Venezuela's Oil Output Crumbles

By Anatoly Kurmanaev and Kejal Vyas Features Dow Jones Newswires

CARACAS, Venezuela -- Venezuela's oil output is collapsing, making it unlikely the South American country can benefit from rising global prices for oil and increasing the chances of a debt default this year that could turn its economic crisis into a humanitarian disaster.

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Production fell 440,000 barrels a day to 1.8 million barrels in the 12 months to November, according to official statistics. The nearly 20% decline so far ranks among the deepest in the industry's history. Russia's output slid 23% during the fall of the Soviet Union and Iraq's output dropped by the same share after the 2003 U.S. invasion, according to data from OPEC and BP Statistical Review.

The collapse has been triggered by a deep economic crisis and widespread corruption and mismanagement, compounded by a purge of state-run Petroleos de Venezuela SA by President Nicolás Maduro that has paralyzed the oil giant. U.S. sanctions have scared off some of the last remaining investors.

"In Venezuela there is no war, nor strike, but what's left of the oil industry is crumbling on its own," said Evanán Romero, a former PdVSA director.

Since the country exports little else, Venezuela's centrally planned economy relies on oil exports for 95% of its hard currency, according to the latest official data. That means the output decline will add more pressure to the government, which has drastically cut back on imports of everything from machinery to food and medicines to make ends meet. The economy has shrunk an estimated 40% in the past four years. Malnutrition is spreading among the young and elderly while health officials report a resurgence of illnesses ranging from malaria to diphtheria.

Venezuela is also entering the world's first episode of hyperinflation in a decade. Prices rose an estimated 2,600% last year, the country's National Assembly estimates. Nearly one in four factories didn't reopen after Christmas, according to the local industry association. And at least four people have died in looting outbreaks across the country in recent weeks.

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This week, the state oil company's new chief, National Guard Gen. Manuel Quevedo, blamed the downturn on sabotage and terrorist attacks by the opposition, without providing any evidence. He said production has stabilized and will grow to 2.5 million barrels per day this year.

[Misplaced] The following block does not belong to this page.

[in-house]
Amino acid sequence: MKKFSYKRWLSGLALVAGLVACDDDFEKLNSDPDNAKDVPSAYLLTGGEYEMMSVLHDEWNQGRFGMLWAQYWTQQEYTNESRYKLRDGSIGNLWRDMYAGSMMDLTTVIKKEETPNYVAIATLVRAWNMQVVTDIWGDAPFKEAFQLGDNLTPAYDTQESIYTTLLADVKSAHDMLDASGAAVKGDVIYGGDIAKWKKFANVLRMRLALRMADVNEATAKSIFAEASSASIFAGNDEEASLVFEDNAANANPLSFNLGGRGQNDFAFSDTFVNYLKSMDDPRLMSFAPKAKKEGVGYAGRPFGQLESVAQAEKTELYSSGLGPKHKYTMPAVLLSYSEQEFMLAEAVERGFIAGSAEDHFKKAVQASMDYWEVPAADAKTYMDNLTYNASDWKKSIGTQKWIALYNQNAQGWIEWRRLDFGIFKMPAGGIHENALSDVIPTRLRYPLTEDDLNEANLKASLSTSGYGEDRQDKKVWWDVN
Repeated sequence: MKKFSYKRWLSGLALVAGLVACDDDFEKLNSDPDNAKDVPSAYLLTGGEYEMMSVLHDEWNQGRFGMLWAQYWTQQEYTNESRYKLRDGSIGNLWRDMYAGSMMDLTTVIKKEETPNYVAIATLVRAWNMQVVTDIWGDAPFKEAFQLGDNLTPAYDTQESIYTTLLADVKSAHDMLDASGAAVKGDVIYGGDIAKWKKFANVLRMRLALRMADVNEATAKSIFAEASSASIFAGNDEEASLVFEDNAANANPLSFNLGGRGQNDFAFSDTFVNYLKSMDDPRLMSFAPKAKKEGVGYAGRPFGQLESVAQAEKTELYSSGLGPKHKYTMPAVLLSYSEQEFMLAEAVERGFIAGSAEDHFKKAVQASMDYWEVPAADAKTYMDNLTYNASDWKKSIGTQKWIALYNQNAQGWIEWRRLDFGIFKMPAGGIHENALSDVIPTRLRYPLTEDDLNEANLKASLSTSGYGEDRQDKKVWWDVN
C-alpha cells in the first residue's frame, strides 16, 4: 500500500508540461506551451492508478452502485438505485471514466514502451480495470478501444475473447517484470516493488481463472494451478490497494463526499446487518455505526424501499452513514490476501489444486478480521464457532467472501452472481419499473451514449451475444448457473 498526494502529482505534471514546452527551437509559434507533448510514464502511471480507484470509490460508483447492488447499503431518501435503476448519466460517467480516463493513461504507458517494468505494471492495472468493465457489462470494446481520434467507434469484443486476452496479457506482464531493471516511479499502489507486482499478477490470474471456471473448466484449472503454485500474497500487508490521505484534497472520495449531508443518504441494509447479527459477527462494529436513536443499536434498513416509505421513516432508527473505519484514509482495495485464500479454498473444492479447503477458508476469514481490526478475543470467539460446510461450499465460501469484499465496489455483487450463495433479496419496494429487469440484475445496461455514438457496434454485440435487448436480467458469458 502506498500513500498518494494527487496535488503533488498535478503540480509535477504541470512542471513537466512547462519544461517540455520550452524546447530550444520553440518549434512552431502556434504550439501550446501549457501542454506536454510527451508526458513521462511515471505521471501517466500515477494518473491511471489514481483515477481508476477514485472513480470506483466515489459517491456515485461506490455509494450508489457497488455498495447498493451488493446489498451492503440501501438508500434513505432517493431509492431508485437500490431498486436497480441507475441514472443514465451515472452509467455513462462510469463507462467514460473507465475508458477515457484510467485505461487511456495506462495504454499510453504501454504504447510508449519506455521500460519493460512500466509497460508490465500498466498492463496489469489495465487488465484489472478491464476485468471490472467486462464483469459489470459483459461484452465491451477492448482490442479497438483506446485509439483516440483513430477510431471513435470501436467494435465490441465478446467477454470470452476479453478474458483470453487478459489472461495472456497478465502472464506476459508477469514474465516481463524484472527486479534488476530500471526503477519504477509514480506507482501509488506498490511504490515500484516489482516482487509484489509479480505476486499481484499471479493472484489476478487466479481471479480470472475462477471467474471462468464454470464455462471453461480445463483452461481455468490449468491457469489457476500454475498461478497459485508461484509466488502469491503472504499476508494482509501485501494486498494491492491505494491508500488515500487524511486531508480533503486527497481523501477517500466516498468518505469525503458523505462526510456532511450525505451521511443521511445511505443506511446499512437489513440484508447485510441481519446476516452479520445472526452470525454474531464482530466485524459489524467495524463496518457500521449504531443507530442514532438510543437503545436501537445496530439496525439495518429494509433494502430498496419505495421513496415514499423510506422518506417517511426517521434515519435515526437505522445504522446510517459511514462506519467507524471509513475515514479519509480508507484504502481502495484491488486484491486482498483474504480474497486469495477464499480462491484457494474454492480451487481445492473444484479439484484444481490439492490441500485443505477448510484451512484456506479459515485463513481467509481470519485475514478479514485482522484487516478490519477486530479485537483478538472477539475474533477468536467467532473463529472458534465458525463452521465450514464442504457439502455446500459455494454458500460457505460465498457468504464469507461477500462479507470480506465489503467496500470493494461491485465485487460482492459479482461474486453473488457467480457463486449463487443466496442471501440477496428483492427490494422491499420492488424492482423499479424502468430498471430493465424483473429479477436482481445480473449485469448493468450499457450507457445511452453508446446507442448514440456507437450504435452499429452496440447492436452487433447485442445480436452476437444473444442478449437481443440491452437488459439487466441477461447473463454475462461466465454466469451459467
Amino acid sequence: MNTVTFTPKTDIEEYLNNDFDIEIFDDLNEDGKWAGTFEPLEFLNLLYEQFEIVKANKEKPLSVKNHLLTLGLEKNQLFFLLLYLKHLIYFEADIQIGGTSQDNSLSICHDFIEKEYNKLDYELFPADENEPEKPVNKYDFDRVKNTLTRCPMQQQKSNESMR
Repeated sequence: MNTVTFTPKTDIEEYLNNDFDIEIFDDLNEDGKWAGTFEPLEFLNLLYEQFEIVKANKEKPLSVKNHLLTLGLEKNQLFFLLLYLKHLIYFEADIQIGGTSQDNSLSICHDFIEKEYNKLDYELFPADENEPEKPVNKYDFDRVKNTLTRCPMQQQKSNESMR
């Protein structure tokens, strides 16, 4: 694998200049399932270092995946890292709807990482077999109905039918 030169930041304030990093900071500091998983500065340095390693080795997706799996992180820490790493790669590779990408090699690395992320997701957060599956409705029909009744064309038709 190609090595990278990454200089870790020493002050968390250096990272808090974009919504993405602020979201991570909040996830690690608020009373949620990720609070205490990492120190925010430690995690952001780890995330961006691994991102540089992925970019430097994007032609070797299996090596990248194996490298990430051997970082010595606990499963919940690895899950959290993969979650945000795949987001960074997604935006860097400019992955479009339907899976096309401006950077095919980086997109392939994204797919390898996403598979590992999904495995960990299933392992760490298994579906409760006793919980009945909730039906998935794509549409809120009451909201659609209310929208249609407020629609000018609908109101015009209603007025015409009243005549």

Most analysts, however, expect Venezuela's production to continue falling, adding to the country's economic woes.

"The only discussion right now is how much is it going to decline by. There is no talk of a turnaround," said Luisa Palacios, analyst at consultancy Medley Global Advisors in New York.

The output decline means Venezuela has been the only major oil producer to not benefit from rising crude oil prices. The value of the Venezuelan oil export basket rose 25% last year on the back of stronger global demand and shrinking inventories. But this windfall was wiped out by lower output and the rising cost of oil products imported by PdVSA to aid its operations.

Brokerage Torino Capital forecasts that the value of Venezuelan oil exports will fall about three billion this year to $26.5 billion. As recently as 2012 the country earned $93 billion from oil exports.

The country has already been struggling to pay interest and principal on its $60-billion foreign debt. A full-blown default would deepen the country's woes, potentially putting oil sales at risk.

PdVSA and the central government are in default on more than $700 million of bond payments. The state oil company hasn't made any interest payments for a month, raising fears that creditors could start seizing oil shipments as compensation.

Last week, a tanker carrying Venezuelan crude was detained in the Caribbean island of Curaçao at the request of an unidentified group of investors seeking $30 million in back payments from Venezuela, according to diplomats familiar with the matter

"If Venezuela's oil shipments become a target, that would be the worst possible scenario for the country's oil industry," said Artyom Tchen, an Oslo-based oil analyst at consultancy Rystad Energy.

The crisis has created a vicious cycle of underinvestment and falling output, which cripples the economy further. PdVSA's operational spending has fallen two thirds from 2014 to 2016, according to the latest official data.

The cash crunch comes as Mr. Maduro faces elections sometime this year. As oil production falls, it will become increasingly difficult for the president to maintain handouts of imported food to supporters, which has kept his ruling party in power amid an economic meltdown, said Siobhan Morden, strategist at Nomura Securities.

Part of the problem is that some 1.3 million barrels a day of Venezuelan oil is already spoken for between the domestic market and pre-paid supply and debt deals with allies Russia, China and Cuba, said Mr. Monaldi. That leaves precious little to sell in the open market.

Making matters worse, Mr. Maduro's government jailed almost 70 senior managers on graft allegations in the past three months, appointing half a dozen generals with no industry experience to run the firm.

(END) Dow Jones Newswires

January 18, 2018 05:44 ET (10:44 GMT)